Summary of key issues:
|Description||Techniques to establish the transport pathways of sediments and the way in which contaminants are adsorbed and released from the sediments.|
|Temporal applicability||Typically applied to the short to medium-term (single tide up to several months).|
|Spatial applicability||Varying from a single point to estuary wide including the open coast.|
|Links with other tools||Numerical modelling can support these assessments by linking both local hydrodynamics and sediment dispersion with water quality parameters in a computational domain (see also water quality).|
|Data sources||Sediment information, hydrodynamic information, estuary volumes, areas, hypsometry, sediment budget/availability.|
|Necessary software tools / skills||Sediment transport and hydrodynamic modelling, good understanding of the sediment pathways and estuary processes.|
|Typical analyses||Changes in estuary morphology, erosion and deposition patterns.|
|Limitations||Requirement for calibration data (flow, water levels) and sediment characteristics (type, consolidation, thickness, density).|
Naturally occurring and synthetic contaminants such as heavy metals, hydrocarbons, organotins (TBT), pesticides, organochlorides, organophosphates, solvents and polychlorinated biphenyls (PCBs) tend to be associated with fine sediments (silts and clay) due in part to their greater surface area for geochemical binding.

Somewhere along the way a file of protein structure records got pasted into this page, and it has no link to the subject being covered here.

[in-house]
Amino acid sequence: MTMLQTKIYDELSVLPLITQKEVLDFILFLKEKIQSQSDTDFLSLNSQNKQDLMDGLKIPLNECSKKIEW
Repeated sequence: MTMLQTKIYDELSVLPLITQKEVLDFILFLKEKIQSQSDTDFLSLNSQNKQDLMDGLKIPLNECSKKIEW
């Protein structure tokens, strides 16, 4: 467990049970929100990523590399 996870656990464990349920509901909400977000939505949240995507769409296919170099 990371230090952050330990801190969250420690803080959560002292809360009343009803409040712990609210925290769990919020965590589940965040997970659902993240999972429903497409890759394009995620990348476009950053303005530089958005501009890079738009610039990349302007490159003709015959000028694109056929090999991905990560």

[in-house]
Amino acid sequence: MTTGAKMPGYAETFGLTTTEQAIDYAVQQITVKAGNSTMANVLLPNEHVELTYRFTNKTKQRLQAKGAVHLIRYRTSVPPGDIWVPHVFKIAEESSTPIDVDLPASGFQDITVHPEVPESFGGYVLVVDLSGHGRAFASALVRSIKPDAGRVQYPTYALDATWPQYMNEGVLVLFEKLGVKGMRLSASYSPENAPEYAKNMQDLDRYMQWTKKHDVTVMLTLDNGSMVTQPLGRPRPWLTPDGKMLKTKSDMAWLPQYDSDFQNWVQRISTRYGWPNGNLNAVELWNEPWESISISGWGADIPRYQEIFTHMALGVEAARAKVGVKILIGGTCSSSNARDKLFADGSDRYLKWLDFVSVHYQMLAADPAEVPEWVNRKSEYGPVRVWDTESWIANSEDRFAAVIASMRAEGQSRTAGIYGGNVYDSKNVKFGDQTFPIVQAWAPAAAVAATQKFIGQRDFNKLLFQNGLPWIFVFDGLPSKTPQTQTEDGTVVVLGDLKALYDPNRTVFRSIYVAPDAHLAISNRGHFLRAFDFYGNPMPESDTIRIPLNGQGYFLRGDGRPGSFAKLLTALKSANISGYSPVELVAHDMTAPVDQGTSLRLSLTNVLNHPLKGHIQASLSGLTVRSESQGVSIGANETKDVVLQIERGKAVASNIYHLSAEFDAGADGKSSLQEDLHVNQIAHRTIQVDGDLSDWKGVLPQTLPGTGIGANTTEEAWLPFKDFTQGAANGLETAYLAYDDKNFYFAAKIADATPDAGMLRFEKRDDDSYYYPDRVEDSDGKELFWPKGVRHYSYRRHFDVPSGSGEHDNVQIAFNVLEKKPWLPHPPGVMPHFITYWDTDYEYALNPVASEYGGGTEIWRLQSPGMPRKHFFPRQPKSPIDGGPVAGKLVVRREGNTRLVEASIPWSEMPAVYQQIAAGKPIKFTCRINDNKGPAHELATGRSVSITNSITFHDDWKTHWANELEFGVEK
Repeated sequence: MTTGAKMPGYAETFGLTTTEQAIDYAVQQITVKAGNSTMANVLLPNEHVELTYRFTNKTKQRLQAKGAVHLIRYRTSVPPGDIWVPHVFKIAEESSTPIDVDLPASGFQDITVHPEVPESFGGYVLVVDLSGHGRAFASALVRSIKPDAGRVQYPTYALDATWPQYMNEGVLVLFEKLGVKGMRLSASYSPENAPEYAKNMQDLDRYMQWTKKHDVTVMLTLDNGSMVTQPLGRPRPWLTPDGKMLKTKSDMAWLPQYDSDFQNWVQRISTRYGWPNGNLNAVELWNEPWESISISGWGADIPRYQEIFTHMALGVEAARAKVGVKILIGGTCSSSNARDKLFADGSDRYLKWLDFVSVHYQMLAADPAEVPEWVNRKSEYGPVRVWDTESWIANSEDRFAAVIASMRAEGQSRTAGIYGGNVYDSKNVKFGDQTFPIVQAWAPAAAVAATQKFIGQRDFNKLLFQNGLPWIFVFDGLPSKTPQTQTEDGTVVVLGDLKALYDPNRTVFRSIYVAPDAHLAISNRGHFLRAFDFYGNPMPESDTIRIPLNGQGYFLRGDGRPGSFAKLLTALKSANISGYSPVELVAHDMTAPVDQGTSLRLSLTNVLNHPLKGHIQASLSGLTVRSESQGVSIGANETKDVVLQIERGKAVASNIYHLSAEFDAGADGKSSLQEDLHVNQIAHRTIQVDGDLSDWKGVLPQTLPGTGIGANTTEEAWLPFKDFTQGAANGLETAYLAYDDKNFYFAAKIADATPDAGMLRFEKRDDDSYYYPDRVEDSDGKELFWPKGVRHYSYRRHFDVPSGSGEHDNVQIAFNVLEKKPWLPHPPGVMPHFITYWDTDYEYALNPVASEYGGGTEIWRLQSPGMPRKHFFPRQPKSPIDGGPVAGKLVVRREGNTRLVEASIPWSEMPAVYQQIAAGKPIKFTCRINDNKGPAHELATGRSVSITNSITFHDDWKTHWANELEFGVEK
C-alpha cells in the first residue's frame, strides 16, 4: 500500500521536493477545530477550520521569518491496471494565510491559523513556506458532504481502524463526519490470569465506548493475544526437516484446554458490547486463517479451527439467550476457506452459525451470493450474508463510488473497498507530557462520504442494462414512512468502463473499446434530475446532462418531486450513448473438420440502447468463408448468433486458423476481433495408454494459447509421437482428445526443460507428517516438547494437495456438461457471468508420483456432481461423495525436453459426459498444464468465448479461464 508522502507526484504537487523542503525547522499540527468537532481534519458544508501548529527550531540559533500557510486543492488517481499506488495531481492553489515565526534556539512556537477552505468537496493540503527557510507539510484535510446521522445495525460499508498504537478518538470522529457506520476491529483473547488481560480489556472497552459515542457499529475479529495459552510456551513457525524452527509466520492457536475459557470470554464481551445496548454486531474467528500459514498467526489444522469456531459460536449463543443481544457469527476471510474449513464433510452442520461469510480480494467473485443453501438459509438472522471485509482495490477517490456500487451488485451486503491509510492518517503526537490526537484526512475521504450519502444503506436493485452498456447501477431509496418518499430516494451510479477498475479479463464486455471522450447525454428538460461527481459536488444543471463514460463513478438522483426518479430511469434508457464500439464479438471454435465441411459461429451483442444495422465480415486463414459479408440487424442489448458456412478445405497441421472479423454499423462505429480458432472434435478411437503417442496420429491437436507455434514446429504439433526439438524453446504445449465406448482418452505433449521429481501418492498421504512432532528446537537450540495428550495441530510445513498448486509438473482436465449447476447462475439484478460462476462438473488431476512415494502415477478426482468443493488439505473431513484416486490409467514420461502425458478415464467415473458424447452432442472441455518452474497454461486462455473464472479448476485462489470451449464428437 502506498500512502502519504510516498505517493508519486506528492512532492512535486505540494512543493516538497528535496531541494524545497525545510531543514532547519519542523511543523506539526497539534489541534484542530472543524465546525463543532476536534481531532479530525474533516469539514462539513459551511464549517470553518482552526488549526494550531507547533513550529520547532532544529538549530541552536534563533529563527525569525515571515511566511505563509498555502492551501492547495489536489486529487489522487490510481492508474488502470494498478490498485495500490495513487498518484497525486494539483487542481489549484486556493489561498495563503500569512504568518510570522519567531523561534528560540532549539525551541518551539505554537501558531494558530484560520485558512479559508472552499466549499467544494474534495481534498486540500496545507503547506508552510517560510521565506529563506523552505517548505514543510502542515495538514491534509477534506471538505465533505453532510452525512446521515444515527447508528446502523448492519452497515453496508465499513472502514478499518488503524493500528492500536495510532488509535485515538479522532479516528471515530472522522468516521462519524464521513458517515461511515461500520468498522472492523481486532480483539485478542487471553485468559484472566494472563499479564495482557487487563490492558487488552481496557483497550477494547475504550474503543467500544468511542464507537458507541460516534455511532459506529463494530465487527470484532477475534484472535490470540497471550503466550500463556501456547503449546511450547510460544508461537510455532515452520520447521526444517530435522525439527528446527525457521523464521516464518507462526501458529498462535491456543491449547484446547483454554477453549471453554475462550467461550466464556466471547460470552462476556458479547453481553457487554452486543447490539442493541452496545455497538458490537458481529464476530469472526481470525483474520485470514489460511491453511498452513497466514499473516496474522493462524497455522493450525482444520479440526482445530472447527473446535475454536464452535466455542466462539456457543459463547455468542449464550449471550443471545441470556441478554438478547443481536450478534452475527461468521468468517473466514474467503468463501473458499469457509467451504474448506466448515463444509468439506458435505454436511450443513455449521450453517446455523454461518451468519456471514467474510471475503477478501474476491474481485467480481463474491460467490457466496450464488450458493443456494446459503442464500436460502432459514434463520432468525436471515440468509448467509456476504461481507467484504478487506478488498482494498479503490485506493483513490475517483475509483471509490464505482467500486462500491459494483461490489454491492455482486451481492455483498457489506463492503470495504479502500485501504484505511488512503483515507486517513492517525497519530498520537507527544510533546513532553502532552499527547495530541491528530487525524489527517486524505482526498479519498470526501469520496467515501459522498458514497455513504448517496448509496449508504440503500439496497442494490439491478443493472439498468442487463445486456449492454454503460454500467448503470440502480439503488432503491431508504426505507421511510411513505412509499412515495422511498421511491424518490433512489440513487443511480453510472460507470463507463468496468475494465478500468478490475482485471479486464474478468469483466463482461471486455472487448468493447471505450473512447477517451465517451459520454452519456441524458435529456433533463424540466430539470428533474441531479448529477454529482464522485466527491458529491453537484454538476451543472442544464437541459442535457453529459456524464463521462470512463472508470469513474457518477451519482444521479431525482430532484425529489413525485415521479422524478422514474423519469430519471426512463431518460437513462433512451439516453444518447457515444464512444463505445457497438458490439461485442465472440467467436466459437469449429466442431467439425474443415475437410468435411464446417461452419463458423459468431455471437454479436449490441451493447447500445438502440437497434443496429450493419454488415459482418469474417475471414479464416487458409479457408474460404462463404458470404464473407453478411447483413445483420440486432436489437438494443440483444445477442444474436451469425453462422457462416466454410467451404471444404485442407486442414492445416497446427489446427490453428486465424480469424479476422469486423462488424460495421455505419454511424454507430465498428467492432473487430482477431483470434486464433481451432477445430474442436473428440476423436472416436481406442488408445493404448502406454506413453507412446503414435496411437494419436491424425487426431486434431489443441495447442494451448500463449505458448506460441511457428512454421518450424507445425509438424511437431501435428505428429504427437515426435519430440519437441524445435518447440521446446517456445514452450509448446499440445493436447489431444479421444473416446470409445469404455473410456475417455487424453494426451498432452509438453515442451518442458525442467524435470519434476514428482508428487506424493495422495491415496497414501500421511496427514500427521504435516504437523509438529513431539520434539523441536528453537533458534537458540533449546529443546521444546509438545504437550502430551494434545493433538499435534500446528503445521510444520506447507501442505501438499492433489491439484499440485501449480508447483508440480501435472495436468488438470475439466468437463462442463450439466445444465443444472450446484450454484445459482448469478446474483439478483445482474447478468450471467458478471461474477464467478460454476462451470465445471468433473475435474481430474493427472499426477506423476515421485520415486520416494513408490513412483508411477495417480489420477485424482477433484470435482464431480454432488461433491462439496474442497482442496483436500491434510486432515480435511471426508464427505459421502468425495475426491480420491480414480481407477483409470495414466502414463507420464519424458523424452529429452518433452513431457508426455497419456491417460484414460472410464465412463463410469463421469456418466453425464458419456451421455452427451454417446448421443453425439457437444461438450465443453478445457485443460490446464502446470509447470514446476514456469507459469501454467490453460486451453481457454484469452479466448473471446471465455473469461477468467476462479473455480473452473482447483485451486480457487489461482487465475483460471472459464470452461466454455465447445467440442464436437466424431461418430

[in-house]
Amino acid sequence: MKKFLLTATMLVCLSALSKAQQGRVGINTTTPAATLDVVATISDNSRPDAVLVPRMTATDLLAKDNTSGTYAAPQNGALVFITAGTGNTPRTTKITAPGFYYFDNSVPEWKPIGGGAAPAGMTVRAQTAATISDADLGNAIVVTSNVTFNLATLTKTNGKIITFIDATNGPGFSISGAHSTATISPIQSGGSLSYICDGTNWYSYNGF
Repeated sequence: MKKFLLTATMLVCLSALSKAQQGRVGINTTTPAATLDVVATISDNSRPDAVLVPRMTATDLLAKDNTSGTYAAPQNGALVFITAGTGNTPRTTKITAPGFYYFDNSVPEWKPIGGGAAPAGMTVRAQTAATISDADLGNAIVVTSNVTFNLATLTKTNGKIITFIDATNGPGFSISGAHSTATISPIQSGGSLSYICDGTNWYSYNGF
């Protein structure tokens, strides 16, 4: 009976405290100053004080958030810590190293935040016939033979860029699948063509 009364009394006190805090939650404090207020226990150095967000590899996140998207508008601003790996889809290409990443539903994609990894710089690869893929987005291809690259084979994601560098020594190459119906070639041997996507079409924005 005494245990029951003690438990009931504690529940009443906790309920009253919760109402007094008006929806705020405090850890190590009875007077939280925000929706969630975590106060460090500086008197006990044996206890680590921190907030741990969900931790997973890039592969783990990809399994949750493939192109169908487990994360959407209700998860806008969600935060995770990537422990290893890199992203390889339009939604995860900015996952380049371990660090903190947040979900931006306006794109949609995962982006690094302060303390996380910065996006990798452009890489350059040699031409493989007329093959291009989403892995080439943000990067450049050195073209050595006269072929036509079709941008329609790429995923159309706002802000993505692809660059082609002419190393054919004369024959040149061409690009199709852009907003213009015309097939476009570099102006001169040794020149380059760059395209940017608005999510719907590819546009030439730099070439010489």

The re-suspension and bioavailability of sediment bound contaminants in the water column is often an important consideration by regulators and statutory agencies when determining the acceptability of capital and maintenance dredging operations. The risks associated with such operations may be a determining factor when stipulating developmental controls such as seasonal restrictions and monitoring thresholds.
The potential risks for marine environmental receptors (biology and water quality) can be inferred initially through comparison with sediment quality standards. In the absence of statutory sediment quality values that define thresholds for acceptability (for licensed disposal for instance) the quality of material for dredge and disposal operations is typically assessed through comparison with Dutch (IADC/CEDA, 1997) and Canadian Standards (CCME, 1999).
Whilst such standards are based on biological effects for a range of organisms, the testing conditions used to derive the standards are unlikely to be representative of different dredging and construction techniques in the field. In particular, the degree of re-suspension of host suspended sediments is likely to vary.
Understanding particle-water interactions provides a means of estimating the degree of contamination of the water column (near and far-field effects) through the process of geochemical modelling.